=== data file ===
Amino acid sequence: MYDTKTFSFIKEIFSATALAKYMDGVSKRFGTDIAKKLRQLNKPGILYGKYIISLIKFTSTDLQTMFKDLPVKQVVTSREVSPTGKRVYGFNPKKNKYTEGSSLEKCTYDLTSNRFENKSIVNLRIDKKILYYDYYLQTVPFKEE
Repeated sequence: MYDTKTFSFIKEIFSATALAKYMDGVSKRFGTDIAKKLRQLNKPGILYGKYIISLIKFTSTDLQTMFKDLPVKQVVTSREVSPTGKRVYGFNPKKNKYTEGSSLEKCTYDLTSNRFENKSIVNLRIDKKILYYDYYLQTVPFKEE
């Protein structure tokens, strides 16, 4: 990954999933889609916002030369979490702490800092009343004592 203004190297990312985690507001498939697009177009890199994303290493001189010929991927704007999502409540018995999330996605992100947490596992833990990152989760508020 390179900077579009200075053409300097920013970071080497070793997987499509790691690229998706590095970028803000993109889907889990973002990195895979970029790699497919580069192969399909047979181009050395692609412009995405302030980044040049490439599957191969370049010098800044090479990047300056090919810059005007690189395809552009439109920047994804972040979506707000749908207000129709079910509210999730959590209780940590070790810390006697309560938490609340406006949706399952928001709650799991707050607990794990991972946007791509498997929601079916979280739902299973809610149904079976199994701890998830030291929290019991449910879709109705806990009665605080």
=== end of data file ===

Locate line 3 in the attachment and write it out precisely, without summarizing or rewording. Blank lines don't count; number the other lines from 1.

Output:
């Protein structure tokens, strides 16, 4: 990954999933889609916002030369979490702490800092009343004592 203004190297990312985690507001498939697009177009890199994303290493001189010929991927704007999502409540018995999330996605992100947490596992833990990152989760508020 390179900077579009200075053409300097920013970071080497070793997987499509790691690229998706590095970028803000993109889907889990973002990195895979970029790699497919580069192969399909047979181009050395692609412009995405302030980044040049490439599957191969370049010098800044090479990047300056090919810059005007690189395809552009439109920047994804972040979506707000749908207000129709079910509210999730959590209780940590070790810390006697309560938490609340406006949706399952928001709650799991707050607990794990991972946007791509498997929601079916979280739902299973809610149904079976199994701890998830030291929290019991449910879709109705806990009665605080």